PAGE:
|ACCC Issues Fourteen Recalls In Past Fortnight|
A number of potentially hazardous faults have been identified in vehicles sold in Australia, prompting a wide range of recalls.
The Australian Competition and Consumer Commission (ACCC) has issued 14 separate notices in the space of two weeks for the recall of a wide range of vehicles reaching back to models built in 2003.
Volkswagen Group’s notice is the most wide-ranging, effecting some model year 2008 and 2009 Skoda Octavias, as well as Volkswagen Golf, Jetta, Eos, Scirocco and Caddy models built between model year 2009 and 2010.
In all cases, the anti-lock braking system (ABS) control module has the potential to overheat which can lead to a failure with a corresponding dashboard warning light and loss of anti-lock braking function.
A number of MY16 and MY17 Golfs are also being called in to replace incorrect tyre information placards that display specifications for a different tyre and wheel size. If followed, the incorrect inflation information could effect vehicle handling and safety – particularly when carrying heavier loads.
Audi is also asking some customers to book in for inspections to identify a number of A4, A6, A7 and A8 models that may have been fitted with faulty airbag modules.
According to the German car-maker, certain inflator modules and seatbelt pretensioners have been filled with the incorrect ignition agent mixture, which could prevent operation during a crash. The fault is not related to the Takata airbag module problem, which can cause the component to explode.
Jaguar is reporting the same fault with select examples of its MY17 and MY18 F-Type sportscars and XE sedans build during model year 2017.
An airbag problem with some Toyota Corollas dating back to 2003 is also not related to the global Takata problem but concerns some models built between March 5, 2003 and October 20, 2005.
The Japanese car-maker says its problem is also related to propellant composition, which is susceptible to volume reduction when exposed to prolonged high temperatures and can cause the inflator casing to rupture when triggered.
A separate recall relating to certain Nissan N16 Pulsars and Y61 Patrol vehicles is another instalment of the ever-growing Takata airbag module crisis, which is the result of a manufacturing error that allows moisture into the propellant, rendering it unstable.
A number of fatalities have been caused overseas by the resulting shrapnel caused by the rupturing inflators, but no Australians have been harmed to date.
Mercedes-Benz is calling for owners of some E-Class sedans and wagons to book in for investigation into incorrectly wired windscreen wiper electrics, which could, under certain circumstances, become damaged.
A failed wiper motor would cause a hazard for occupants in wet conditions, with some examples of the large luxury sedan built between April 1, 2016 and August 31, 2016 effected.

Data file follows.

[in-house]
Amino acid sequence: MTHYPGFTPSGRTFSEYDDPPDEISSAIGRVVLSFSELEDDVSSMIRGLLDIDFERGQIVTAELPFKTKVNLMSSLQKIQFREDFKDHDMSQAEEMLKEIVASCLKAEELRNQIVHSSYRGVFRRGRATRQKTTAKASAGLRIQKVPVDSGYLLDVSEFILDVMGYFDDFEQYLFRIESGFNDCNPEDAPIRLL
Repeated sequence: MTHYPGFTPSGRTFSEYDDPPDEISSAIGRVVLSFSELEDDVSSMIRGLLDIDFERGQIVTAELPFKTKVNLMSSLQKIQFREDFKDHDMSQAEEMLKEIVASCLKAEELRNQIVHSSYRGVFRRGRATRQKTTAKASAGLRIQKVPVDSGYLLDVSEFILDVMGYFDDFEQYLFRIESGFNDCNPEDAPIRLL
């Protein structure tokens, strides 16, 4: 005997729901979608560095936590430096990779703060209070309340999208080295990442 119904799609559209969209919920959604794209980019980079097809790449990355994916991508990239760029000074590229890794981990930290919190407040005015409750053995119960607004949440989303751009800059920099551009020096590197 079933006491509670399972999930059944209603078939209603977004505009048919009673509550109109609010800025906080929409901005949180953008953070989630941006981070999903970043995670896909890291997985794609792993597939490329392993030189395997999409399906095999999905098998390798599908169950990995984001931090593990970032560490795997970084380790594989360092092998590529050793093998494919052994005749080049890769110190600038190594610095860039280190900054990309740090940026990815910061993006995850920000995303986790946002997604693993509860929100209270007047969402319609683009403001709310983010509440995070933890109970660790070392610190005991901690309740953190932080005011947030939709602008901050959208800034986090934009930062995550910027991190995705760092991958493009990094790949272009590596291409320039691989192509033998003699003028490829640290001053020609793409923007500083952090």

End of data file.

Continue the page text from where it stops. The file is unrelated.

A problem effecting Subaru’s MY17 Impreza has the potential to cause the reversing camera image to freeze when reverse gear is selected, which could lead drivers to believe it was safe to proceed when a hazard was, in fact present behind the vehicle.
Hyundai’s LF Sonata is the focus of a recall that has identified an incorrectly-installed sunroof wind deflector which can work loose under day-to-day conditions. If loose, the component could shatter the glass sunroof panel or present a hazard to other road users.
BMW’s i3 range-extender (Rex) is also effected by an incorrectly installed part. Vehicles built between July 2, 2014 and December 28, 2016 may have a fuel tank breather pipe that can wear through, releasing flammable petrol vapour to the atmosphere.
The potential of a fire risk is also the subject for a Ford Mustang recall, which is being called back to Blue Oval service centres to inspect for insufficient clearance between battery cabling and the exhaust manifold of V8 GT variants.
Examples of Ford’s popular sportscar built between May 27, 2015 and March 1, 2016 may contain the problem which can allow the manifold and bare wire to contact, causing a fire hazard, but Ford says no incidents had been reported in Australia.
Camshafts manufactured using a “non compliance” material can cause certain versions of Fiat’s Ducato van to stop suddenly, says the Italian commercial vehicle producer. If the camshaft cracks, it is also likely to cause extensive engine damage.
Vans powered by the 2.3-litre Multijet diesel engine built between December 19, 2016 and January 10, 2017 may contain the faulty camshafts.
In all cases, customers will be contacted by the respective manufacturers to arrange inspection and remedial work where necessary, or owners can contact the companies directly or find out more information via the ACCC recalls website.
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